Czech Republic becomes the first EU country that has officially condemned Armenia for the massacre of Azerbaijani civilians in Khojaly, and has recognized this as a crime against humanity. The Foreign Relations Committee of the Chamber of Deputies of the Parliament of the Czech Republic unanimously adopted a document condemning Armenia for the Khojaly genocide.

The U.S. states of Massachusetts, Texas, New Jersey, Georgia, Maine, New Mexico, Arkansas, Oklahoma, Tennessee, Pennsylvania, West Virginia and Connecticut have also recognized the Khojaly genocide.

Armenian officials deny responsibility for the crimes committed during the conflict as a whole, including those crimes against the population of Khojaly, creating a false narrative. The current Armenian president, Serzh Sarkisian (then-chair of the NK Region Self-Defense Forces Committee), is quoted in Thomas de Waal's “Black Garden: Armenia and Azerbaijan Through Peace and War” as saying: “Before Khojaly, Azerbaijanis thought that they were joking with us, they thought that the Armenians were people who could not raise their hand against the civilian population. We were able to break that stereotype. And
that's what happened.” As de Waal sums up, “Sarkisian's account throws a different light on the worst massacre of the Karabakh war, suggesting that the killings may, at least in part, have been a deliberate act of mass killing as intimidation.”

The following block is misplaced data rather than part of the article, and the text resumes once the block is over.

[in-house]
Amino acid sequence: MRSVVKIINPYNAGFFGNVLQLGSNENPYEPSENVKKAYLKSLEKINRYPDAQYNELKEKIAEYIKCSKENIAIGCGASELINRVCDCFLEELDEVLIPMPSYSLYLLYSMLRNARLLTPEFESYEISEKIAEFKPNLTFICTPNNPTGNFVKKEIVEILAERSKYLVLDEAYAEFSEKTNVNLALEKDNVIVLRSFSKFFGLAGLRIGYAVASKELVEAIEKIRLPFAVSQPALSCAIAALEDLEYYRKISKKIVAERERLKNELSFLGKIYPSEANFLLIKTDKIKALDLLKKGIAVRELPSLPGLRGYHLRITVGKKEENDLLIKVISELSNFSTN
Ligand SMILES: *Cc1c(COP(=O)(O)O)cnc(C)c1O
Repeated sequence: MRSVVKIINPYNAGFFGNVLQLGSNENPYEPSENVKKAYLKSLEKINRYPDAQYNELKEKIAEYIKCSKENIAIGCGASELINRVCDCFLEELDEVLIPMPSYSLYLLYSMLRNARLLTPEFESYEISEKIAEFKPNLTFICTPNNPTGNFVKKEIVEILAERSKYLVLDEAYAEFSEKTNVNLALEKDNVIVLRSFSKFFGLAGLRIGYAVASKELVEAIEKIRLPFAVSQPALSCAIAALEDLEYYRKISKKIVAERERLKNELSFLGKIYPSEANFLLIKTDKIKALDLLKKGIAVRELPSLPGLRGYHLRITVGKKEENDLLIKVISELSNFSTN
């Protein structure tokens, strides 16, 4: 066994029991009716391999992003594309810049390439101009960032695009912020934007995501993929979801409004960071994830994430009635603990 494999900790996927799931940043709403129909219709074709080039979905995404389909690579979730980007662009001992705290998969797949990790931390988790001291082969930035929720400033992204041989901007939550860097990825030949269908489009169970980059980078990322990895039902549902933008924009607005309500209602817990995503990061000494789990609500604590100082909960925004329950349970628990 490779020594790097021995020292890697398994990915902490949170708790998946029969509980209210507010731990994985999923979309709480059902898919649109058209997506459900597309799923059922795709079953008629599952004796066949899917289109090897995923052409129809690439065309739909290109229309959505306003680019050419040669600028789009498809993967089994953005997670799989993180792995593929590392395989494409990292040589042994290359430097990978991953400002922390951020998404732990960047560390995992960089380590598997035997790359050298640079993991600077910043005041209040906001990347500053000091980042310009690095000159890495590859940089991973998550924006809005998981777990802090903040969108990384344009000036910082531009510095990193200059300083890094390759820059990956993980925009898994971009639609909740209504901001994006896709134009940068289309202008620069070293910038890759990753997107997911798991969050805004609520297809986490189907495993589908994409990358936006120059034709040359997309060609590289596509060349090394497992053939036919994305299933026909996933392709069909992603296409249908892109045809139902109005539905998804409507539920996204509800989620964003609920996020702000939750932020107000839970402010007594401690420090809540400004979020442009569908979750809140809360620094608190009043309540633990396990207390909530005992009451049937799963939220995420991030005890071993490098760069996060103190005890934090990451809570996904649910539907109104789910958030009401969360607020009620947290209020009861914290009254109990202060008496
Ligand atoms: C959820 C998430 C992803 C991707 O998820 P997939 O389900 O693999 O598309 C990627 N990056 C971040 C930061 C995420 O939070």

There is no return to innocence for those who have been involved in a massacre, but there is still hope of finding justice for the victims through an international war crimes tribunal for the perpetrators of the massacre.

This crime against humanity that is annually commemorated by Azerbaijani nation and community, holding a multitude of events throughout the country and around the world to honor those innocent civilians, increase awareness of the major injustices that happen when international law is not enforced or respected.

In 2008 the International Awareness Campaign initiated by Mrs. Leyla Aliyeva, general coordinator of the Islamic Conference Youth Forum for Dialogue and Cooperation was launched under the motto of “Justice for Khojaly.”

This year, during February and March (one month) Seoul city inhabitants will see an ad blitz of “Khojaly Genocide” posters on buses, educating an ever-larger number of Korean people about this genocide act. Moreover, the first ever Korean language internet website ( named the
“Khojaly Genocide” as well as Facebook page were launched by “BUTA” Azerbaijan-Korean Student

All this testifies to the determination by the Azerbaijanis worldwide, to see that Khojaly is not thought of as an obscure event in a far-away land, but a major war crime that demands a just and fair
investigation and closure.

The above story is contributed by the Embassy of the Republic of Azerbaijan in Seoul.